Had Zucker, Proft, and director Malcom D. Lee stuck to skewering only these films, Scary Movie 5 might have amounted to something. Instead, we learn that Dan works as a geneticist and Jody is an aspiring ballet dancer--which plummets us down the rabbit hole of Rise of the Planet of the Apes and Black Swan parodies. We're also treated to a 50 Shades of Grey bit starring Jerry O'Connell and Mike Tyson; random appearances by a Madea-type character; and interludes featuring two stoners who stumble upon a cabin in the woods (one of whom is played by Snoop "It's Snoop Lion Now" Dogg).

The freshest ingredient in this mess is the Black Swan portion--thanks to J.P. Manoux's cartoonish take on Vincent Cassel's aggressive dance instructor character and a neat twist on the train-entering-the-tunnel metaphor (tweaked to interpret lesbian sex as a raunchy, giggle-worthy montage of silliness). But Black Swan came out three years ago. Are teenagers really clamoring for over-the-hill ballerina gags involving Molly Shannon and Heather Locklear?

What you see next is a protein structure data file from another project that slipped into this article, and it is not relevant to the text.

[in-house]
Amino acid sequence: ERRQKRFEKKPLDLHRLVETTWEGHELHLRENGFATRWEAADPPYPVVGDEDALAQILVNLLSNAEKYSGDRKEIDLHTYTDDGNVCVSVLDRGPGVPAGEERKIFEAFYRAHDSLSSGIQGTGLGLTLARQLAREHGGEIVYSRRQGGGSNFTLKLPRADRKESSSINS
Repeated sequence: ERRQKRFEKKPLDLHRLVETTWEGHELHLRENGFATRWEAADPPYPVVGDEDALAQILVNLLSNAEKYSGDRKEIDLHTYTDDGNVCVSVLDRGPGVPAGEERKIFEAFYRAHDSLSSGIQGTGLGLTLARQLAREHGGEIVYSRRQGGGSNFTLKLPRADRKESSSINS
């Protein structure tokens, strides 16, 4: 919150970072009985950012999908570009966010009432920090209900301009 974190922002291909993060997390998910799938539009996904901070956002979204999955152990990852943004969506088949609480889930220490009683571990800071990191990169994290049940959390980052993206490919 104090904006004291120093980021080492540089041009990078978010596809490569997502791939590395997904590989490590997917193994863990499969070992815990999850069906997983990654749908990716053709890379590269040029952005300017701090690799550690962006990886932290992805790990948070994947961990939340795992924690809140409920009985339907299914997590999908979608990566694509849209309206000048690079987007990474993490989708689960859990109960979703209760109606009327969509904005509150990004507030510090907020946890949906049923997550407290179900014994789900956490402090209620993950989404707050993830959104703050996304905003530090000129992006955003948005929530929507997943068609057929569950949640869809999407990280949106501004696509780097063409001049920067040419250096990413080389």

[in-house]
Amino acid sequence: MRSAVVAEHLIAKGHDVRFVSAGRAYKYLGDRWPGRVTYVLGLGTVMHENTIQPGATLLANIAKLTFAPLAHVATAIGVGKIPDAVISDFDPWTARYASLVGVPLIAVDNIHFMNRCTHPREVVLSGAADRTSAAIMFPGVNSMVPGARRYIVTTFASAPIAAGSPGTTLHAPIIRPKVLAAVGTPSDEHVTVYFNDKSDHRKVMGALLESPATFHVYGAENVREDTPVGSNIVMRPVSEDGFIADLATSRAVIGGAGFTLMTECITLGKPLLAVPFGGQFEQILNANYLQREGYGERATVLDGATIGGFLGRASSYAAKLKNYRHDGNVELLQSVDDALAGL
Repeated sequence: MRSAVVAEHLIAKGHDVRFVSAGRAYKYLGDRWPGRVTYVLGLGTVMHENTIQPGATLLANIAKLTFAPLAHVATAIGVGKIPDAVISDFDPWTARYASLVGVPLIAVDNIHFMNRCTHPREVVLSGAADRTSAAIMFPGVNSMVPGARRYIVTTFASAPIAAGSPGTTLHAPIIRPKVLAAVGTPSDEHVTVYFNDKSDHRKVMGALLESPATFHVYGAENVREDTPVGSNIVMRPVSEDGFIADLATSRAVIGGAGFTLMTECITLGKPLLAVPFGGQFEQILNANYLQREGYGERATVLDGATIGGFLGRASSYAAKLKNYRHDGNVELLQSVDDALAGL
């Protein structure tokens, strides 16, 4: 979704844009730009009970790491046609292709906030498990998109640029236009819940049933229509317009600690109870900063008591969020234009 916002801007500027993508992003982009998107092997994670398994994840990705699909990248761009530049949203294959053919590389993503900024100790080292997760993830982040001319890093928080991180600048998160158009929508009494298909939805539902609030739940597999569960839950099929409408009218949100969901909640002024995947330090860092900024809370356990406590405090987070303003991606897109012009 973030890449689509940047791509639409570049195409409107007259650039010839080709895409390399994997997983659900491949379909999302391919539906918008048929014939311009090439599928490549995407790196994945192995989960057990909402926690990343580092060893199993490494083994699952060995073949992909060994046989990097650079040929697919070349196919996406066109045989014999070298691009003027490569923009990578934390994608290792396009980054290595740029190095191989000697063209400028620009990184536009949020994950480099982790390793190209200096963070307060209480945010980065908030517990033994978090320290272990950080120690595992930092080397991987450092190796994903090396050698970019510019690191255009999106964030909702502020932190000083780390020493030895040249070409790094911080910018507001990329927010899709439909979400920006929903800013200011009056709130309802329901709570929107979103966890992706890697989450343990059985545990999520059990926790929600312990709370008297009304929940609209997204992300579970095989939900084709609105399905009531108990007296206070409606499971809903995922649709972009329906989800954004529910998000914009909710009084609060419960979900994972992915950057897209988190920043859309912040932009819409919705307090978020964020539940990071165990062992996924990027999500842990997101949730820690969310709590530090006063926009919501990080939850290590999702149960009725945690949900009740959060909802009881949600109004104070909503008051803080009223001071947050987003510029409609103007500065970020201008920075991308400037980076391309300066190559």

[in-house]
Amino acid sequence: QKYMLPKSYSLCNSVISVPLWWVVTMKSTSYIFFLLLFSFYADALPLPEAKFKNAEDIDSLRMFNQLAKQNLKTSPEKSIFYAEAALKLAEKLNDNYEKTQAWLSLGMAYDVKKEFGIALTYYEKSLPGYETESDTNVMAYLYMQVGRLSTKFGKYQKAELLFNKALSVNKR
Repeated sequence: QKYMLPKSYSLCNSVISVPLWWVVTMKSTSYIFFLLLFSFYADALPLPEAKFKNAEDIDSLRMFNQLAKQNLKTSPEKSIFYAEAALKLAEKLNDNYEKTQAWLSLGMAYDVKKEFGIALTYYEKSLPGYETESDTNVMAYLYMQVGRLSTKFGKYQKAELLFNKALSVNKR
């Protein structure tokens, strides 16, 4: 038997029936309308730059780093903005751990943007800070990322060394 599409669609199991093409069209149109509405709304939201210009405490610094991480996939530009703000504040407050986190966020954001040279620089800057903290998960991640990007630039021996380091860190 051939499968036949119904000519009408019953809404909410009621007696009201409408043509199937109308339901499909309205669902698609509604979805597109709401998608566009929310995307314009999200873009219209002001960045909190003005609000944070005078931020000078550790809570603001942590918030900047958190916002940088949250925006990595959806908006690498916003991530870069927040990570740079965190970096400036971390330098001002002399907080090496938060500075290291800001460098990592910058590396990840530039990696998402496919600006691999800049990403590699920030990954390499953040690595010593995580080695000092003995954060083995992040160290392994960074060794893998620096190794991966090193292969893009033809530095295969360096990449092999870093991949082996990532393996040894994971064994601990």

It's especially confusing, given the movie's strongest, most surprising detour: a sharp takedown of the Evil Dead remake. With such a fresh release, I'm guessing either Lee and company saw a rough-cut or they're simply prescient and astute enough to predict the innumerable ways in which Fede Alvarez's cloning experiment would fail. The setup is Bugs-Bunny thin and finds Jody and rival dancer Kendra (Erica Ash) in a cabin basement reading from the Book of the Dead while a group of Christian teenagers conduct a Bible study upstairs. The book contains a powerful possession spell, as well as a "safe word" to instantly call off the demons. We cut between the clueless girls downstairs and the gang upstairs as they are alternately compelled to sever limbs and collapse in crying, confused heaps every few minutes.

In execution, if not in concept, this works very well. It helps that Bow Wow, Katrina Bowden, and Sarah Hyland, three young actors whose acting chops shine through their "It Kid" sheen, are so much fun to watch. I was also surprised at how effectively Lee re-created the look and feel of Raimi's Evil Dead movies. He clearly understands them in a way that Alvarez does not, and I was more entertained and surprised by his five-minute spoof than by any of the "legit" remake's ninety torturous minutes.